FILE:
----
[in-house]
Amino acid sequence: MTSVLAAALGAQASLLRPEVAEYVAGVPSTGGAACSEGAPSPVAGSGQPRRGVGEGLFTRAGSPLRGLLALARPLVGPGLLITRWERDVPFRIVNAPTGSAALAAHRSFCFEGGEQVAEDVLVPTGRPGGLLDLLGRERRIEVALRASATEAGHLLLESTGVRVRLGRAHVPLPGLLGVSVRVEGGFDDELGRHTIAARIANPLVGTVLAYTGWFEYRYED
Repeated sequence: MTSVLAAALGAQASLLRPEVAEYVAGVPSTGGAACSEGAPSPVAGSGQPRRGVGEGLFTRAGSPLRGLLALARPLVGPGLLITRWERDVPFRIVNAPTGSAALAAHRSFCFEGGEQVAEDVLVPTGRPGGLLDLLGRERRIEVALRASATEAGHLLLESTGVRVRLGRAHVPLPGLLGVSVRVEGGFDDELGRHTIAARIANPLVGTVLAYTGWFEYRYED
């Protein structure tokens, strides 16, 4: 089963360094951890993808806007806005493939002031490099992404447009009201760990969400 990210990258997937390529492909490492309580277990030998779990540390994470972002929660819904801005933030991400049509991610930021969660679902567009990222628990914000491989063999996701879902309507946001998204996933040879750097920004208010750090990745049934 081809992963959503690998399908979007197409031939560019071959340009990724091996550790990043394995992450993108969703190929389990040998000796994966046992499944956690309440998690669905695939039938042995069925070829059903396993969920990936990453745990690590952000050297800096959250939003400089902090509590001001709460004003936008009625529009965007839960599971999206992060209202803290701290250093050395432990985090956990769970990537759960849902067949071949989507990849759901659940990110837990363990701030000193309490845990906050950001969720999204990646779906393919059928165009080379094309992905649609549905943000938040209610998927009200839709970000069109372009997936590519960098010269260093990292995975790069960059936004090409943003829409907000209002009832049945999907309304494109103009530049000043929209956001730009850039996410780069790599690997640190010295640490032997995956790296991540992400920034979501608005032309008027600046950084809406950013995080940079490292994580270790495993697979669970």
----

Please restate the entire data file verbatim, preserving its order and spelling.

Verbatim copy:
[in-house]
Amino acid sequence: MTSVLAAALGAQASLLRPEVAEYVAGVPSTGGAACSEGAPSPVAGSGQPRRGVGEGLFTRAGSPLRGLLALARPLVGPGLLITRWERDVPFRIVNAPTGSAALAAHRSFCFEGGEQVAEDVLVPTGRPGGLLDLLGRERRIEVALRASATEAGHLLLESTGVRVRLGRAHVPLPGLLGVSVRVEGGFDDELGRHTIAARIANPLVGTVLAYTGWFEYRYED
Repeated sequence: MTSVLAAALGAQASLLRPEVAEYVAGVPSTGGAACSEGAPSPVAGSGQPRRGVGEGLFTRAGSPLRGLLALARPLVGPGLLITRWERDVPFRIVNAPTGSAALAAHRSFCFEGGEQVAEDVLVPTGRPGGLLDLLGRERRIEVALRASATEAGHLLLESTGVRVRLGRAHVPLPGLLGVSVRVEGGFDDELGRHTIAARIANPLVGTVLAYTGWFEYRYED
């Protein structure tokens, strides 16, 4: 089963360094951890993808806007806005493939002031490099992404447009009201760990969400 990210990258997937390529492909490492309580277990030998779990540390994470972002929660819904801005933030991400049509991610930021969660679902567009990222628990914000491989063999996701879902309507946001998204996933040879750097920004208010750090990745049934 081809992963959503690998399908979007197409031939560019071959340009990724091996550790990043394995992450993108969703190929389990040998000796994966046992499944956690309440998690669905695939039938042995069925070829059903396993969920990936990453745990690590952000050297800096959250939003400089902090509590001001709460004003936008009625529009965007839960599971999206992060209202803290701290250093050395432990985090956990769970990537759960849902067949071949989507990849759901659940990110837990363990701030000193309490845990906050950001969720999204990646779906393919059928165009080379094309992905649609549905943000938040209610998927009200839709970000069109372009997936590519960098010269260093990292995975790069960059936004090409943003829409907000209002009832049945999907309304494109103009530049000043929209956001730009850039996410780069790599690997640190010295640490032997995956790296991540992400920034979501608005032309008027600046950084809406950013995080940079490292994580270790495993697979669970």